Skip to main content
The Women's and Children's Hospital is located on the traditional lands for the Kaurna people, and we respect their spiritual relationship with their Country. We also acknowledge that the Kaurna people are the custodians of the Adelaide region, and that their cultural and heritage beliefs are still as important to the living Kaurna people today.

Aboriginal and Torres Strait Islander people should be aware that this website may contain images, voices and names of people who have passed away.

The Burns Service at the WCH provides inpatient and outpatient treatment for children from birth to 16 years who have been injured by burning. We treat around 150 inpatients and 450 outpatients each year from SA, NT and western parts of NSW and Victoria.

Burn injuries are for a lifetime and require specialised care. The Burns Service consists of a multidisciplinary team that works together to ensure optimal patient and family outcomes.

The Burns Service is also involved in prevention programs to assist in lowering the number of paediatric burns, as well as education programs to improve the treatment of burns.

Burn injuries are a common form of trauma in children and have six main causes. First aid is the critical first step for treating a burn.

How to access this service


Burns advice and emergency service – 24 hours

Burns Outpatient Clinics – Tuesday, Wednesdays and Fridays


Level 2, Good Friday Building


Further information

Burns prevention – Learn Don't Burn

Campfire Safety

Cooking Safety

Hot water burns like fire

Hot surface burns

Treadmill burns

Causes of burns

There are six main causes of burns in children.

  1. Scalds – 60%
    This burn is a result of hot liquid, usually hot tea, coffee or bath water. These burns are most common in the infant-pre school age group. At this age children are very fast and unpredictable in their behaviour.
    Depth: Superficial – Deep
  2. Flame – 25%
    Results from an open flame or explosion. These burns are also associated with flash burns, where the skin is burnt from the heat of the surrounding flames. These burns are most often seen in toddlers playing with matches or teenagers experimenting.
    Depth: Partial – Deep
  3. Contact – 10%
    Burn from touching a hot surface, for example a hot iron or oven door.
    Depth: Superficial – Deep
  4. Electrical – 2%
    Exposure to a live current, for example putting a knife into a power point.
    Depth: Deep
  5. Chemical – 2%
    Contact with a chemical substance. This may be on the skin or swallowed. This includes drinking liquids such as drain cleaner.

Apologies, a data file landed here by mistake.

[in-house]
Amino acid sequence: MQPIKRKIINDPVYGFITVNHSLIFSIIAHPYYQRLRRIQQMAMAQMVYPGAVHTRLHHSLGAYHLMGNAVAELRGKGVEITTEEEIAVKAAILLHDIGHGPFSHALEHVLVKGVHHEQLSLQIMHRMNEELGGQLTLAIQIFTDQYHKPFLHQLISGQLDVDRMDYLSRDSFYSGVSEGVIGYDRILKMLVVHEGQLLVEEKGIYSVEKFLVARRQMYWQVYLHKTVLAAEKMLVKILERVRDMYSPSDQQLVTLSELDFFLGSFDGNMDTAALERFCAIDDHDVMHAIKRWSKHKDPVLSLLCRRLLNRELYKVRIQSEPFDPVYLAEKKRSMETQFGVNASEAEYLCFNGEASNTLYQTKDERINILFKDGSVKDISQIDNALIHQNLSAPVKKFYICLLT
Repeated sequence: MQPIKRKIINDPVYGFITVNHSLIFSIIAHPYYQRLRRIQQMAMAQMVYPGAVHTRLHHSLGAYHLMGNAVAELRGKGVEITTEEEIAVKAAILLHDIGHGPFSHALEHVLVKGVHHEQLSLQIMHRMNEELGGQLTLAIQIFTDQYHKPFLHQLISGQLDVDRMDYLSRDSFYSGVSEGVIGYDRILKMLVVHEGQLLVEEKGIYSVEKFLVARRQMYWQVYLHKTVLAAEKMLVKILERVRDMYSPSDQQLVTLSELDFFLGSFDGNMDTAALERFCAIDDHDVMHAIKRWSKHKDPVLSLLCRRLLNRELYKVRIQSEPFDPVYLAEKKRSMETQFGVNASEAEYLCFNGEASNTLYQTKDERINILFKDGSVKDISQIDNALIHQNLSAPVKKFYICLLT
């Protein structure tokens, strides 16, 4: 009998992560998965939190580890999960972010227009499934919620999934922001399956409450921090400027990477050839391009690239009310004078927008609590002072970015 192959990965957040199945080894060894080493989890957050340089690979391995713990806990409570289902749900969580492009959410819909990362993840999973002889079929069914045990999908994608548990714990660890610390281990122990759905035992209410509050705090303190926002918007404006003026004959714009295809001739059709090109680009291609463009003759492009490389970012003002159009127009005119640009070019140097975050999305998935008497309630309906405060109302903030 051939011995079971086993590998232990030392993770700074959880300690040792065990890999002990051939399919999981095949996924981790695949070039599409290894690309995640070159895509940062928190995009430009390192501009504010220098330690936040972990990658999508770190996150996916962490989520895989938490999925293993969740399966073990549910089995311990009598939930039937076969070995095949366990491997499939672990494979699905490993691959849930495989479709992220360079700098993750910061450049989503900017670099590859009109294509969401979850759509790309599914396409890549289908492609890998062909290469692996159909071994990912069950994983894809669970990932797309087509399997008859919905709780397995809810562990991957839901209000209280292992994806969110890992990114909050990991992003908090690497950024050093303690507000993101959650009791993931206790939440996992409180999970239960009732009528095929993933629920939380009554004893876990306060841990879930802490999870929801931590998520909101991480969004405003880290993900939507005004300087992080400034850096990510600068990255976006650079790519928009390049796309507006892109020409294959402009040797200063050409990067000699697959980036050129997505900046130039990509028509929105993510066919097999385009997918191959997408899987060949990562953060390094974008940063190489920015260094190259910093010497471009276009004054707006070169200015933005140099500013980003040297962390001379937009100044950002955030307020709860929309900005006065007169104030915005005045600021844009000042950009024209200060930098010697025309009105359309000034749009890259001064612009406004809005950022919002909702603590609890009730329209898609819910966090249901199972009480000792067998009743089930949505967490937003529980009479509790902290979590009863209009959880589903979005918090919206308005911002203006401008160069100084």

Depth: Partial – Deep
  6. Sun – 1%
    Exposure to excess of the suns ultraviolet rays.
    Depth: Superficial – Partial
Approximate Time for a Serious Scald to Happen to a Child
  • Boiling water from a kettle (100°C)
    < 1 second
  • Cup of tea/coffee (70-95°C)
    < 1 second
  • Hot water from the tap (60°C)
    1 second
  • Hot water from a kettle 5-10 mins after boiling (55°C)
    10 seconds
  • Hot water from a tap with a temp regulator (50°C)
    5 minutes
Burns Presentations by Age

Each year scalds account for approximately 60% of paediatric burns. The type of burns we see vary depending on the age group of the patient.

  • 0–2 years of age
    The most common types of burns are scalds caused by hot cups of tea or coffee. Many of these require skin grafting. Immersions in hot baths also account for a percentage of severe burns in this age group.
  • 2–5 years of age
    Scalds still account for the majority of burns due to hot cups of tea or coffee, as well as water from electric jugs/kettles and teapots. Flame burn also make up a large percentage of burns in this age group from clothes catching alight from open fires or heaters or from the child playing with cigarette lighters or matches.
  • Up to the age of 5 years
    Contact burns frequently occur in winter when a child either falls or touches a heater. The resulting burns are usually to the hands, face or buttocks. Solid fuel heaters are often involved.
  • 5 –16 years of age
    Scalds make up a smaller proportion of burns, burns are more likely due to accidents while cooking or from spilling hot water while having steam inhalations. Flame burns caused by a combination of matches and flammable liquids are common with boys in this age group, and often result in very extensive burns.
First Aid
    For flame burns "Stop, Drop and Roll" – extinguish flame with a blanket.
    Remove clothing to affected areas.
    Use cool running water for 20 minutes to cool the wound. Do not use ice.
    Watches, rings, bracelets and necklaces are a heat source and can cause burning to continue.
    This will keep the wound clean and keep out the air.



  • Burns Advanced Nurse Consultant – (08) 8161 7000 page 4258
  • Burns Fellow – (08) 8161 7000 during hours
  • On-call Surgical Registrar for Burns – (08) 8161 7000 out of hours

Mailing Address

Burns Service
Women's and Children's Hospital
72 King William Road
North Adelaide
South Australia 5006


Burns Service Staff Members

Head, Burns Service
Dr Bernard Carney

Burns Advanced Nurse Consultant
Linda Quinn
(08) 8161 7000 pager 4258

Dr Darren Molony
Plastic Surgeon

Dr Michelle Lodge
Plastic Surgeon

Dr Bernard Carney
Plastic Surgeon

Dr Amy Jeeves
Plastic Surgeon

Dr Bhanu Mariyappa
Paediatric Surgeon

Jamila Ansaar
Senior Physiotherapist

Vanessa Timbrell
Occupational Therapist

Liz Davies
Social Worker

Chloe Trapp

For Health Professionals

How to refer to the service

To arrange a referral or a review of digital photos, please call (08) 8161 7000 during business hours and ask for the Burns Nurse Consultant, or after hours, ask for the Burns Registrar.

All referrals require the following burns referral document completed.